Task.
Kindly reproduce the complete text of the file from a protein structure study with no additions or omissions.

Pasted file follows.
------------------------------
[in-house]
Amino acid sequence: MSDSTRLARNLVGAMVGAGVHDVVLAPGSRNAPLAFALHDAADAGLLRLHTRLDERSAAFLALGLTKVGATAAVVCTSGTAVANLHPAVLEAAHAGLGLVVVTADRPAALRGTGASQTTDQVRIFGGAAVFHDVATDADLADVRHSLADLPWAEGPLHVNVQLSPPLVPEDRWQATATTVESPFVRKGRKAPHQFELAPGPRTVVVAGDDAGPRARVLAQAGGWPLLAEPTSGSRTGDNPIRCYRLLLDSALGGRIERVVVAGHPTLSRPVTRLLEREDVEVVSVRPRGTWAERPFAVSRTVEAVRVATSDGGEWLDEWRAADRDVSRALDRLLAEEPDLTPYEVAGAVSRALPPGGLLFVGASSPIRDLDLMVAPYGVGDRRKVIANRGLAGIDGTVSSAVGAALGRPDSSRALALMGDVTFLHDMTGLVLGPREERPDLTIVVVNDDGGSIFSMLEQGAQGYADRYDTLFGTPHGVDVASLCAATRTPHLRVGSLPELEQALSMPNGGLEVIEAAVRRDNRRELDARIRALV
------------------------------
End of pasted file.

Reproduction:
[in-house]
Amino acid sequence: MSDSTRLARNLVGAMVGAGVHDVVLAPGSRNAPLAFALHDAADAGLLRLHTRLDERSAAFLALGLTKVGATAAVVCTSGTAVANLHPAVLEAAHAGLGLVVVTADRPAALRGTGASQTTDQVRIFGGAAVFHDVATDADLADVRHSLADLPWAEGPLHVNVQLSPPLVPEDRWQATATTVESPFVRKGRKAPHQFELAPGPRTVVVAGDDAGPRARVLAQAGGWPLLAEPTSGSRTGDNPIRCYRLLLDSALGGRIERVVVAGHPTLSRPVTRLLEREDVEVVSVRPRGTWAERPFAVSRTVEAVRVATSDGGEWLDEWRAADRDVSRALDRLLAEEPDLTPYEVAGAVSRALPPGGLLFVGASSPIRDLDLMVAPYGVGDRRKVIANRGLAGIDGTVSSAVGAALGRPDSSRALALMGDVTFLHDMTGLVLGPREERPDLTIVVVNDDGGSIFSMLEQGAQGYADRYDTLFGTPHGVDVASLCAATRTPHLRVGSLPELEQALSMPNGGLEVIEAAVRRDNRRELDARIRALV